Scattering Objects with a Density Map

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ColtonD719
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Scattering Objects with a Density Map

Postby ColtonD719 » Wed Aug 09, 2017 1:43 am

A key component of natural looking vegetation is randomness and variety. In a natural forest or grove of trees, no two trees are the same. They are all of various heights and species. Mimicking this sort of variation in MXS can be rather tedious.

Image

With my first track (pictured) I placed every tree individually, then used Excel to randomize their heights. I liked the end result but it was far too time consuming. SMR 510RR has a method he uses to scatter crowds around tracks, which is very promising, but relies on expensive software. So, for a while I've been searching for a method using more accessible means.

I've finally found a way to do what I want. That is, randomly scatter objects across an area according to a density map, similar to the way probability maps worked in MCM2. I can run through this process in 10-15min, though I'm sure there are ways to make it more efficient. To those smarter than me, I would love to hear any ideas. I imagine with some clever programming, the Blender and Excel steps could be eliminated.

Anyway, here's what I have so far:

Tools Needed:
- Photoshop/GIMP/etc.
- Blender
- Excel
- Text editor, such as Notepad++ (I actually use Dreamweaver)
- Wheels' Blender object placement script: http://www.mediafire.com/download/31zf67qo7ubl7yh/write.placement.v1.zip
- Chebhou's Blender weight & color script: http://www.mediafire.com/file/a0n37y7fpif54ll/weight.vertexcolor.convert.py.zip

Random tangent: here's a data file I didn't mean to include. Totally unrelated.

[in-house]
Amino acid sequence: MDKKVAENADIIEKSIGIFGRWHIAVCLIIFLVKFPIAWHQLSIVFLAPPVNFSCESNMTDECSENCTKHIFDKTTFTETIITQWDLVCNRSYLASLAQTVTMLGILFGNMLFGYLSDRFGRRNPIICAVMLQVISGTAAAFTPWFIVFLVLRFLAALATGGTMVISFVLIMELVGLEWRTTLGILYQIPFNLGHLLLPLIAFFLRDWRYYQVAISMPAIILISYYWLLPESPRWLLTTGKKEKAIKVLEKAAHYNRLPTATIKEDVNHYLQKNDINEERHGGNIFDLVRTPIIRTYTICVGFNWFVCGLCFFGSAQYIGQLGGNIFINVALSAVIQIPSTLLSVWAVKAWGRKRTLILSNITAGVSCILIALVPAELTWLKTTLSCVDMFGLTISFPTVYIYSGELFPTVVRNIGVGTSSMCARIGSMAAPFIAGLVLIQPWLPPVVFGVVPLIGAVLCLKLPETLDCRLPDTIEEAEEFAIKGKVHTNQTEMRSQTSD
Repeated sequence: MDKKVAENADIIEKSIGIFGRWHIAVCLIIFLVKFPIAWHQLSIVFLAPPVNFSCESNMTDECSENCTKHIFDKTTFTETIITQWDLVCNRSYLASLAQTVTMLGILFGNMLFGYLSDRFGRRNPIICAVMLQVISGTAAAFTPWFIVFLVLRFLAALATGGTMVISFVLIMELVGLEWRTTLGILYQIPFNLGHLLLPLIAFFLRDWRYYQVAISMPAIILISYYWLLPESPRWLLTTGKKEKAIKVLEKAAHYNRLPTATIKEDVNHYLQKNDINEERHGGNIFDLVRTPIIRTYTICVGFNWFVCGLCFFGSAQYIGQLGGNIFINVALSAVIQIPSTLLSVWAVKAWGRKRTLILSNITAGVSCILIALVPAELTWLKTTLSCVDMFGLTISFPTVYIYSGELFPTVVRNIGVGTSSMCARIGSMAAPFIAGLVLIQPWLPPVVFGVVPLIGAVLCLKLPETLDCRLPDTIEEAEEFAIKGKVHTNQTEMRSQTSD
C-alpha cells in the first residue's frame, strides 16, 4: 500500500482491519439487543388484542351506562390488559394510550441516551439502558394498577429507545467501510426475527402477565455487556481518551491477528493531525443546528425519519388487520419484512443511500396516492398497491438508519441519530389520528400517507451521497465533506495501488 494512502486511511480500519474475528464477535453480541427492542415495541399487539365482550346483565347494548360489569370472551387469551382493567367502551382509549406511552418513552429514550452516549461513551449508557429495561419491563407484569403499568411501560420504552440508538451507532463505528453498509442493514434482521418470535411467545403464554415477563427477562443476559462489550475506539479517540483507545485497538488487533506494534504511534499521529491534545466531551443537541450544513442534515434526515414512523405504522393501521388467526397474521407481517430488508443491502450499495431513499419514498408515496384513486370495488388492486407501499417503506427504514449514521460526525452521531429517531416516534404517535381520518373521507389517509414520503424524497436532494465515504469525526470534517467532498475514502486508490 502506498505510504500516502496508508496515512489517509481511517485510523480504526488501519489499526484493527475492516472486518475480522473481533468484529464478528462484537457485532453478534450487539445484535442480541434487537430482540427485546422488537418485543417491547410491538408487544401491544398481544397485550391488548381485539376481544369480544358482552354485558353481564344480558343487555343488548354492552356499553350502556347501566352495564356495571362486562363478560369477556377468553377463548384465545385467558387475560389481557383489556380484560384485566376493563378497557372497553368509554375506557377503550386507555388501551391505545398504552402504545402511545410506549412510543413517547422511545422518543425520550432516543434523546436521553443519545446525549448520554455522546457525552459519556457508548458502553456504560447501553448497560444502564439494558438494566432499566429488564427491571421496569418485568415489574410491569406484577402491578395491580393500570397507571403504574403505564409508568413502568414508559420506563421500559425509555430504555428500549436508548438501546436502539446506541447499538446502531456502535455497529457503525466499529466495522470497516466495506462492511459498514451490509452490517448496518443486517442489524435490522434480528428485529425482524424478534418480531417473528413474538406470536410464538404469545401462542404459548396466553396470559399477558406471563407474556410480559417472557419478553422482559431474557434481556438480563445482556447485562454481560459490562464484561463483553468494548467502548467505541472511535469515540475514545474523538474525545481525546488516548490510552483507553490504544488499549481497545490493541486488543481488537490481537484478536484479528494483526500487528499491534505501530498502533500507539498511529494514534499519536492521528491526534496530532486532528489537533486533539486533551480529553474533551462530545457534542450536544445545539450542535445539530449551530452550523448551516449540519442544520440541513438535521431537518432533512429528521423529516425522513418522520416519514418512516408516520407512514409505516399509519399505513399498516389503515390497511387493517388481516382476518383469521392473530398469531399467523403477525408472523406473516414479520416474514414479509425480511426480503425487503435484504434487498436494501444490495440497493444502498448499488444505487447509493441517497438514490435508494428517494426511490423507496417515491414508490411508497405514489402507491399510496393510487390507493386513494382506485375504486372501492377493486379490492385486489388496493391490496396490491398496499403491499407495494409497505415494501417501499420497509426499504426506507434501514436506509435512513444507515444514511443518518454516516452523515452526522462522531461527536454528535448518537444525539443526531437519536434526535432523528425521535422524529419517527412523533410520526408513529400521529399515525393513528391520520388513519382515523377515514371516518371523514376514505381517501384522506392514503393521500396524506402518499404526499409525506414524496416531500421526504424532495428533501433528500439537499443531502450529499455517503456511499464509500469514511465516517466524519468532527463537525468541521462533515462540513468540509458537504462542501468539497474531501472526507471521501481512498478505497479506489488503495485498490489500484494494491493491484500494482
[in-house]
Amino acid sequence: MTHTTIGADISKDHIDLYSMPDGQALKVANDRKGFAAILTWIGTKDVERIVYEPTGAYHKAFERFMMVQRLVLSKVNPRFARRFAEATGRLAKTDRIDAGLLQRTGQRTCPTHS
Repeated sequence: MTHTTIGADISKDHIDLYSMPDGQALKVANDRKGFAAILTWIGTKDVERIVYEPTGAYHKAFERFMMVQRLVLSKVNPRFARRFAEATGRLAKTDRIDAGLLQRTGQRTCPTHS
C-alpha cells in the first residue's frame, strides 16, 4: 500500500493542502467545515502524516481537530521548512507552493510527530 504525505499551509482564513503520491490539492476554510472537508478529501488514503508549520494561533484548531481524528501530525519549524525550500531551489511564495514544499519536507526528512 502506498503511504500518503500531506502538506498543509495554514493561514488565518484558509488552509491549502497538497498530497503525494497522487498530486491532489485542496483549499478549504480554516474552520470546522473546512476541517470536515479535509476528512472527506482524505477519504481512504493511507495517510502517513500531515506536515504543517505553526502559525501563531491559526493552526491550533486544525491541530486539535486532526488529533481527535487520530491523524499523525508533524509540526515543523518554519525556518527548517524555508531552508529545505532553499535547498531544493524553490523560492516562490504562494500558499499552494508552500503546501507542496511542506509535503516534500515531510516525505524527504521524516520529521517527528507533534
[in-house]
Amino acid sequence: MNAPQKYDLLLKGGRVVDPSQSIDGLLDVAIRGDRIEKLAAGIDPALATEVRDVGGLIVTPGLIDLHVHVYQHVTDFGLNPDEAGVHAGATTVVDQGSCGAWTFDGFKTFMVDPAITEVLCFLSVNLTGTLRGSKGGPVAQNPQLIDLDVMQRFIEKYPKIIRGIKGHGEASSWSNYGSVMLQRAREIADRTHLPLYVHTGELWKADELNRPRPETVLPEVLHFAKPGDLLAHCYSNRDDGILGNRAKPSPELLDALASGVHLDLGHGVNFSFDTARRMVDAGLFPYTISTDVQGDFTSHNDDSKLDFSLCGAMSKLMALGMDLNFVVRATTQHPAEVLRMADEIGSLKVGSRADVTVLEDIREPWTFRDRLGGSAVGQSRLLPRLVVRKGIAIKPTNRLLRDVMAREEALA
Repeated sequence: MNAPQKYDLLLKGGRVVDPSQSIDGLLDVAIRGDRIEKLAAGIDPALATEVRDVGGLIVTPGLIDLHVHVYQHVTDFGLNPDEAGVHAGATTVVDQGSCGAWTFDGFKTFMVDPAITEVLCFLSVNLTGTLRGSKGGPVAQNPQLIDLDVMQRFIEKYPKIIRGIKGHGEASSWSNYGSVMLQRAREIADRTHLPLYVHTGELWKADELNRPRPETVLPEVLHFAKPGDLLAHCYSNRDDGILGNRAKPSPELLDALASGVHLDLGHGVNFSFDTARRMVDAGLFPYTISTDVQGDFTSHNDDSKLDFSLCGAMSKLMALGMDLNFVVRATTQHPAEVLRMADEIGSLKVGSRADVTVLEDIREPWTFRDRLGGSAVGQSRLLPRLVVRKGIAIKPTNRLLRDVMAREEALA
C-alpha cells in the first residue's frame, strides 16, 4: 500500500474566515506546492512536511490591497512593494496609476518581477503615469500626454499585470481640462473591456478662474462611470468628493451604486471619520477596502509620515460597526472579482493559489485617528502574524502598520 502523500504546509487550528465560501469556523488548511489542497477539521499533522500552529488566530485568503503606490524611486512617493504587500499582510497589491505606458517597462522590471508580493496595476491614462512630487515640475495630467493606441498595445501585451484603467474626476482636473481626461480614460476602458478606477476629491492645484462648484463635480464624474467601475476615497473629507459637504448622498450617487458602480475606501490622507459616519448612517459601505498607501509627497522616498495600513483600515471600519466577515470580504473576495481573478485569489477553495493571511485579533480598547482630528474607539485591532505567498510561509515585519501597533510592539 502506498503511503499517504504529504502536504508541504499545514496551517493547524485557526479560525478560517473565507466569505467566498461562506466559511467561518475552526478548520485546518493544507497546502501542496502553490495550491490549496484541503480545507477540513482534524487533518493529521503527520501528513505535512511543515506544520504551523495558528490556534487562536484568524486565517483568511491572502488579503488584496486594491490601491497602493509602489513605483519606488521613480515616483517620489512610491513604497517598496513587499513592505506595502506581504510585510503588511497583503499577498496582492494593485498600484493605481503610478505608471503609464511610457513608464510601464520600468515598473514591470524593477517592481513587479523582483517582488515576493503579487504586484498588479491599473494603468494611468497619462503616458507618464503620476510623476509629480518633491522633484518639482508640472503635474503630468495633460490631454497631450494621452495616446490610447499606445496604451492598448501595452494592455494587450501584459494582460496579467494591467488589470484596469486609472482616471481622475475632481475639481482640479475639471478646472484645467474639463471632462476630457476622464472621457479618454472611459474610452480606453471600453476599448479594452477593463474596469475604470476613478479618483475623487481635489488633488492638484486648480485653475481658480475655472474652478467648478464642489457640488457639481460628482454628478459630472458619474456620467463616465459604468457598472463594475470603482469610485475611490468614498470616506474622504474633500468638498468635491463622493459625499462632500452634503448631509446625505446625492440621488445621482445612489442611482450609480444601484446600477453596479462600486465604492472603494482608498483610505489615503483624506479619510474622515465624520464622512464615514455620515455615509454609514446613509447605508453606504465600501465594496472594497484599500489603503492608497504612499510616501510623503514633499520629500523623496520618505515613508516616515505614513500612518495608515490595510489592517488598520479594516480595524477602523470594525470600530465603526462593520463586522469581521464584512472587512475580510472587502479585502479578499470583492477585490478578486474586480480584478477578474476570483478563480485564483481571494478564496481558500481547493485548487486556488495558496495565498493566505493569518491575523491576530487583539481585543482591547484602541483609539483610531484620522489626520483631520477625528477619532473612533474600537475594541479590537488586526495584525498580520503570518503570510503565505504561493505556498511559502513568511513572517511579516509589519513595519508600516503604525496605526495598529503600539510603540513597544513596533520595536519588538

In this case we will be placing billboard trees, though this technique could be used for placing crowds, statues, etc.

1. Create a 512x512 8-bit Grayscale probability map in Photoshop/GIMP/etc. White=maximum density, black=0 density
Image
Left, probability map with low opacity reference image. Right, actual map.


2. Open Blender and delete the default scene.

3. Create plane to the size of your MXS world (In Game Size=(terrain.png resolution-1)*terrain.hf scale).

4. Reposition the plane so the corner is at 0, 0 (Location: X=In Game Size/2, Y=-In Game Size/2)
Image
Note: My scale is unusually high in this example.


5. Create a new cube. This will be a placeholder for the object you want to scatter.
⁃ In Object tab, scroll down to Custom Properties. Click "Add," then click "Edit." Enter the following values:
⁃ Property Name: texture
⁃ Property Value: path to your tree billboard (i.e., “mytrack/billboard/mybillboard”)
Image

⁃ Optional: For variety, add additional cubes referencing different billboard files. Give each object a different name (i.e. TreeA, TreeB, TreeC, etc.)
Image


6. Select your cube(s) and hit Ctrl+G to put them into a new group. Name the group “Tree” or similar.
Image


7. Select your Plane. Add new ParticleSystem
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⁃ Enter the following values:
⁃ Type: Hair
⁃ Check Advanced
⁃ Physics: Size: 1
⁃ Render: Group
⁃ Render: Dupli Group: Tree (or whatever you named the group)
⁃ Render: Check Pick Random
Image


8. Add New Material “ProbMap”
Image


9. Add New Texture to “ProbMap” material. Import your probability map image.
⁃ Image: Color Space: Linear
Image


10. Switch to Edit Mode. Subdivide the Plane 9 times.
Image


11. With the Plane selected, switch to Vertex Paint. Make sure Display Mode is set to Solid.
Image


12. In the Texture panel on the left, select the probability map texture. Set the following value:
⁃ Brush Mapping: 3D
Image

⁃ Switch to Top view, Orthographic. With large radius and Strength: 1, paint over entire plane